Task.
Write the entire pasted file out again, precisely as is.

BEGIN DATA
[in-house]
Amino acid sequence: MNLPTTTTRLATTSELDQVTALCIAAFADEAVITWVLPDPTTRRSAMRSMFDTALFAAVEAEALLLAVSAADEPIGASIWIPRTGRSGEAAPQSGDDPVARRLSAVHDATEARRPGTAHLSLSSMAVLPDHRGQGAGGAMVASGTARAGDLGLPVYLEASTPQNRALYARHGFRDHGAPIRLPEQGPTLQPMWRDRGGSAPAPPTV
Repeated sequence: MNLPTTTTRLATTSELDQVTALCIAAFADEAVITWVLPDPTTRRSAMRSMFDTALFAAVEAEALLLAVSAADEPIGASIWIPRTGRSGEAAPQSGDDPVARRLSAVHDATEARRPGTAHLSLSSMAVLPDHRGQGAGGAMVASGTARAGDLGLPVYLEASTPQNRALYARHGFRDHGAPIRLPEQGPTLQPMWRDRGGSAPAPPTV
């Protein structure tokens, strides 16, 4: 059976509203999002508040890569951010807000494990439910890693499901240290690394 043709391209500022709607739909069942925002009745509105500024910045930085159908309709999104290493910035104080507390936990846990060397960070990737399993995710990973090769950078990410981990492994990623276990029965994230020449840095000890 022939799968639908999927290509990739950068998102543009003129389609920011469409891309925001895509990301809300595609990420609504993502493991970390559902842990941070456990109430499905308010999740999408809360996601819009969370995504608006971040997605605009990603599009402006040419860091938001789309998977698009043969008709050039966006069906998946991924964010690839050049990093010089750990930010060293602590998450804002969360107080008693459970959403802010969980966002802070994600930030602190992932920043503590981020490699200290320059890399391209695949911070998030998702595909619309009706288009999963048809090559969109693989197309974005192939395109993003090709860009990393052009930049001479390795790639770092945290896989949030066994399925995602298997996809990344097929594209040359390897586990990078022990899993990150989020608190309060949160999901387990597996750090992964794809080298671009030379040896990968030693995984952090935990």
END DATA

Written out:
[in-house]
Amino acid sequence: MNLPTTTTRLATTSELDQVTALCIAAFADEAVITWVLPDPTTRRSAMRSMFDTALFAAVEAEALLLAVSAADEPIGASIWIPRTGRSGEAAPQSGDDPVARRLSAVHDATEARRPGTAHLSLSSMAVLPDHRGQGAGGAMVASGTARAGDLGLPVYLEASTPQNRALYARHGFRDHGAPIRLPEQGPTLQPMWRDRGGSAPAPPTV
Repeated sequence: MNLPTTTTRLATTSELDQVTALCIAAFADEAVITWVLPDPTTRRSAMRSMFDTALFAAVEAEALLLAVSAADEPIGASIWIPRTGRSGEAAPQSGDDPVARRLSAVHDATEARRPGTAHLSLSSMAVLPDHRGQGAGGAMVASGTARAGDLGLPVYLEASTPQNRALYARHGFRDHGAPIRLPEQGPTLQPMWRDRGGSAPAPPTV
């Protein structure tokens, strides 16, 4: 059976509203999002508040890569951010807000494990439910890693499901240290690394 043709391209500022709607739909069942925002009745509105500024910045930085159908309709999104290493910035104080507390936990846990060397960070990737399993995710990973090769950078990410981990492994990623276990029965994230020449840095000890 022939799968639908999927290509990739950068998102543009003129389609920011469409891309925001895509990301809300595609990420609504993502493991970390559902842990941070456990109430499905308010999740999408809360996601819009969370995504608006971040997605605009990603599009402006040419860091938001789309998977698009043969008709050039966006069906998946991924964010690839050049990093010089750990930010060293602590998450804002969360107080008693459970959403802010969980966002802070994600930030602190992932920043503590981020490699200290320059890399391209695949911070998030998702595909619309009706288009999963048809090559969109693989197309974005192939395109993003090709860009990393052009930049001479390795790639770092945290896989949030066994399925995602298997996809990344097929594209040359390897586990990078022990899993990150989020608190309060949160999901387990597996750090992964794809080298671009030379040896990968030693995984952090935990």